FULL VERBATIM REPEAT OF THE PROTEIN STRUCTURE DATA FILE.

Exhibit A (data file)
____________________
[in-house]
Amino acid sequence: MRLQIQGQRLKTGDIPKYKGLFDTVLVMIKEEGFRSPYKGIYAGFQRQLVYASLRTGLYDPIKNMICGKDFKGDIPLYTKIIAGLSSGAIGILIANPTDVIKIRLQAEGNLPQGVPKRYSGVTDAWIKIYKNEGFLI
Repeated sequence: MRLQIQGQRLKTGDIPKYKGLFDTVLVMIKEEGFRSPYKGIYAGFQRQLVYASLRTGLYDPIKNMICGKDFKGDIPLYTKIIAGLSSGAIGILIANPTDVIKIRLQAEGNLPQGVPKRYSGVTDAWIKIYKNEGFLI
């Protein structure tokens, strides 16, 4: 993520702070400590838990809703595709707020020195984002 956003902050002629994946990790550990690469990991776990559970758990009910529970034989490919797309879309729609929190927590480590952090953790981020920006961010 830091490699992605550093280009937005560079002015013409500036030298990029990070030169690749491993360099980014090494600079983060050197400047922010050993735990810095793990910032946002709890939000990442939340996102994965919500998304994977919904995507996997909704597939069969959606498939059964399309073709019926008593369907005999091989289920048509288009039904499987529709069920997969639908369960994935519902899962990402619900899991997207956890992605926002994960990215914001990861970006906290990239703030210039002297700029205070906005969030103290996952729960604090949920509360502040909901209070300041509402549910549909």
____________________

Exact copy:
[in-house]
Amino acid sequence: MRLQIQGQRLKTGDIPKYKGLFDTVLVMIKEEGFRSPYKGIYAGFQRQLVYASLRTGLYDPIKNMICGKDFKGDIPLYTKIIAGLSSGAIGILIANPTDVIKIRLQAEGNLPQGVPKRYSGVTDAWIKIYKNEGFLI
Repeated sequence: MRLQIQGQRLKTGDIPKYKGLFDTVLVMIKEEGFRSPYKGIYAGFQRQLVYASLRTGLYDPIKNMICGKDFKGDIPLYTKIIAGLSSGAIGILIANPTDVIKIRLQAEGNLPQGVPKRYSGVTDAWIKIYKNEGFLI
């Protein structure tokens, strides 16, 4: 993520702070400590838990809703595709707020020195984002 956003902050002629994946990790550990690469990991776990559970758990009910529970034989490919797309879309729609929190927590480590952090953790981020920006961010 830091490699992605550093280009937005560079002015013409500036030298990029990070030169690749491993360099980014090494600079983060050197400047922010050993735990810095793990910032946002709890939000990442939340996102994965919500998304994977919904995507996997909704597939069969959606498939059964399309073709019926008593369907005999091989289920048509288009039904499987529709069920997969639908369960994935519902899962990402619900899991997207956890992605926002994960990215914001990861970006906290990239703030210039002297700029205070906005969030103290996952729960604090949920509360502040909901209070300041509402549910549909």